It is lucky the 81st annual SNP conference in Aberdeen took place in such a large venue – it was needed for the giant elephant in the room.
Despite a brief mention in the First Minister’s opening address, there was little talk of a second referendum on independence.
It was clear many delegates wanted it discussed – indeed, it was their prime issue – but the SNP hierarchy made every effort to shut any whisper of it down.
The conference, they wanted to make clear, was about the future, not the past.
This is an understandable attitude for Nicola Sturgeon and her staff.
Her party is riding high in the polls after their overwhelming victory in June – but she is keen it does not rest on its laurels.
There is a tremendous amount at stake for her and her members at the Scottish Parliament elections. Anything other than an overwhelming victory will, because of the SNP’s powerful position now, be spun as a defeat.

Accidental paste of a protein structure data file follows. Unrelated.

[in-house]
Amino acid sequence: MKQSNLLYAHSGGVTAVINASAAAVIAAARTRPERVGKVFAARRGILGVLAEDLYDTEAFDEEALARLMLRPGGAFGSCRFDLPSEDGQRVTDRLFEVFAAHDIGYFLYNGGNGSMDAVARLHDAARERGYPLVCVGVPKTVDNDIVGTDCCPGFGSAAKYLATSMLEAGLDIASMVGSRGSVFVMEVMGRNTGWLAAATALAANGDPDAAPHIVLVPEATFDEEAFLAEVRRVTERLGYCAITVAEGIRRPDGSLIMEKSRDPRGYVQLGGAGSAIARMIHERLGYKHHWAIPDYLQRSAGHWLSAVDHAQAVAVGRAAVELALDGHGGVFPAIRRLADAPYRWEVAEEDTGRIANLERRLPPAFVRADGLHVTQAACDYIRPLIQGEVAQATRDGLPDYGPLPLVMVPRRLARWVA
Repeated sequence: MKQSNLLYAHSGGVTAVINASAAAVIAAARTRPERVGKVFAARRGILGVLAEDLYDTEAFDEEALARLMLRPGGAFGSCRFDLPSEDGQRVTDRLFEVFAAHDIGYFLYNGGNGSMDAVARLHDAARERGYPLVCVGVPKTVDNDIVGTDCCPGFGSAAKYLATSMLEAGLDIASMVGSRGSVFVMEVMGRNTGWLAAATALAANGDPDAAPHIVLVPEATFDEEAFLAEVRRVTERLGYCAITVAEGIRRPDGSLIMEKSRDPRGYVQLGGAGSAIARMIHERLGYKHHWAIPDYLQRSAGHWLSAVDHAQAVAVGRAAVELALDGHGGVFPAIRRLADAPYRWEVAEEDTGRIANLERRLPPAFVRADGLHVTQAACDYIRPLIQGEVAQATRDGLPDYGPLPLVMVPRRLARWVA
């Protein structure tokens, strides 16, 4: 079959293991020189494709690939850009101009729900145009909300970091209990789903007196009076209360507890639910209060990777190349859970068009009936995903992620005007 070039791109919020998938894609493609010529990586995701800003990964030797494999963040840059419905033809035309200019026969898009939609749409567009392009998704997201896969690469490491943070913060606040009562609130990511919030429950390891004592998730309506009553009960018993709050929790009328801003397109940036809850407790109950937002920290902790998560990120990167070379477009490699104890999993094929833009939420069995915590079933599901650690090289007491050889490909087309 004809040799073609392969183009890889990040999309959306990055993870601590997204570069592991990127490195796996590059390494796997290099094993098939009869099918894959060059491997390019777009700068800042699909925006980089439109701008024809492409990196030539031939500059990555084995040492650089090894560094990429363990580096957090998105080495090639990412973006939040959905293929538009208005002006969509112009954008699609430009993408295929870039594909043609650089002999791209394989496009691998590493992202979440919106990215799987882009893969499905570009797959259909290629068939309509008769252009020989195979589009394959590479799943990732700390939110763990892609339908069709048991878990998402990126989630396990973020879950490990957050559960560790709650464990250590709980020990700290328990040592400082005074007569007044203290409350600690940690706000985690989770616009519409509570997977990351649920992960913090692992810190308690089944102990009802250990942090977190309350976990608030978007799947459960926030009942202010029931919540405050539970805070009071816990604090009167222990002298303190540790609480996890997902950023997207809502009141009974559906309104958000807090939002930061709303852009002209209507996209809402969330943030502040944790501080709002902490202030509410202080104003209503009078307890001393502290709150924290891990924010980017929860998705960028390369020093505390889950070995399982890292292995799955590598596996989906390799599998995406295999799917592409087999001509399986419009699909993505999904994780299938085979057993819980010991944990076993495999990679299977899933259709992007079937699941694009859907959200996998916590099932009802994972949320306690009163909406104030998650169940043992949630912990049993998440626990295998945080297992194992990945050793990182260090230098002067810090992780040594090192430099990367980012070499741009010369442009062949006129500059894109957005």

The vote in May will also be the first time Sturgeon has stood to be elected First Minister – and she will be keen to get a strong mandate.
But there is also a more subtle point – that without the continued momentum of the SNP, the independence question will falter and a second referendum will be less, not more, likely.
It remains to be seen if the practical silence on the issue can be maintained over the next two days.
What is clear from the first day of the conference, however, is that Sturgeon wants to hush talk of a referendum until the SNP has the strength to actually demand one.